1. Create an 8-team playoff. Let’s face it: the biggest problem facing college football right now is its inability to determine a champion. I know not everyone agrees with the idea of a playoff, but I think it is necessary for college football. I certainly don’t think it should adopt a huge (involving 32 or 64 teams) playoff system, but I think 8 teams is a good number. Here’s why. It would allow several conference champions to enter the system and allow for a couple of at-large teams. With only four teams in the playoff, it is possible that the champion of a good conference could be left excluded. And who’s to say a 1-loss SEC champion isn’t better than an undefeated Big East champion, for example? Sometimes the best conferences “beat each other up” along the way, and it isn’t fair to punish teams for that. I believe the best system is to guarantee bids to the playoff for the four conference champions of the “best” conferences (details on what “best” means to follow), guarantee bids to the two highest-ranked remaining conference champions, and allow two highest-ranked remaining teams to receive at-large bids. Teams would be ranked in a system similar to the current BCS standings. Personally, I prefer the original BCS ranking formula used in 1998 rather than the amended ranking system currently used. This formula included losses and strength of schedule in the equation and gave equal weight to human polls and computer rankings. I think this system was better than the system presently used, but either way, a system of this type is still effective in determining rankings. Conferences would be ranked in a separate conference ranking system that determines the overall quality of the conference based on combined records of conference teams and combined strength of schedule. This ensures that all teams in the conference don’t simply schedule all easy non-conference matchups to improve conference ranking. This also elevates the quality of play during the regular season, because teams will have incentive to schedule harder regular season games. It also encourages conferences to maintain quality throughout the conference and not just at the top. The eight teams selected for the playoff could play their first round games in the Fiesta Bowl, Rose Bowl, Sugar Bowl, and Orange Bowl. This enables conferences to maintain their present tie-ins to bowl games. The Pac-12 and Big Ten conferences are especially tied to this idea because of the Rose Bowl tie-in, so this would preserve this tradition and hopefully satisfy these conferences. In fact, this would do a better job than the current system of preserving this tradition, because conference champions that qualify for the national championship game do not in fact play in the Rose Bowl presently. To me, this means the current system actually destroys their tradition. My proposed system would restore this tradition. The winners of these bowl games would then play in national semifinal games to be followed by the national championship game. The sites of these games could rotate among the current BCS bowl locations, much like the national championship game does now. This would allow the present bowl structure to remain in place (a point of contingency against a playoff system for many). It would also add two additional postseason games, increasing revenue for the NCAA and schools and conferences involved in the games. I think it is a proper balance between the present bowl system and a full “large” playoff system involving 16 or more teams.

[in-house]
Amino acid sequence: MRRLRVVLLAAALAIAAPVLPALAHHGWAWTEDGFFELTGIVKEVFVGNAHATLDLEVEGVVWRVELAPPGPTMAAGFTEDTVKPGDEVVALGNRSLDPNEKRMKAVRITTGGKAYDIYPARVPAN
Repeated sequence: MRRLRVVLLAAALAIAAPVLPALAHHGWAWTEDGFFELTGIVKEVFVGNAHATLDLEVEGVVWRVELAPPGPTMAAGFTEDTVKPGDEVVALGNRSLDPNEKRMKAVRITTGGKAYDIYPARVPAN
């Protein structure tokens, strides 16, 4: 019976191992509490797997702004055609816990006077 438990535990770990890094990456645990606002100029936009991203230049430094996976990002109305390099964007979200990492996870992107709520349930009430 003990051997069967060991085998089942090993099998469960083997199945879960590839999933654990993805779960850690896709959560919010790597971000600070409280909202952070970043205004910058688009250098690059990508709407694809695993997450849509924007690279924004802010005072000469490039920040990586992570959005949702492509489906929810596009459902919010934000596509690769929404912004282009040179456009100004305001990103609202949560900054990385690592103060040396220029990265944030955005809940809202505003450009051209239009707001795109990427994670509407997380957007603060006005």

2. Allow players to receive some monetary benefits, as long as they are equal among all players. I think the easiest solution here is video game licensing. EA Sports and other sports video game companies would jump at the chance to have real player names in NCAA video game titles. If the NCAA created an organization (much like the players’ union) that could distribute monetary benefits equally to players, it would be a mutually beneficial agreement. Much of the controversy surrounding giving players monetary benefits is that it would help “big” schools and players. This is true for some forms of monetary benefit, specifically autographs, speaking engagements, etc. But licensing agreements like this would provide an equal stimulus across the board. It would provide players an extra incentive to stay in school, because they would receive at least some money. And it wouldn’t create a competitive edge for some schools or players – the Heisman Trophy winner would receive the same amount of money as a backup defensive lineman for a mid-major school. I wouldn’t even be opposed to the idea of giving players a monetary stipend, as long as it’s guaranteed to be the same for every scholarship player in Divison I and not so high that the smaller schools can’t afford to pay it.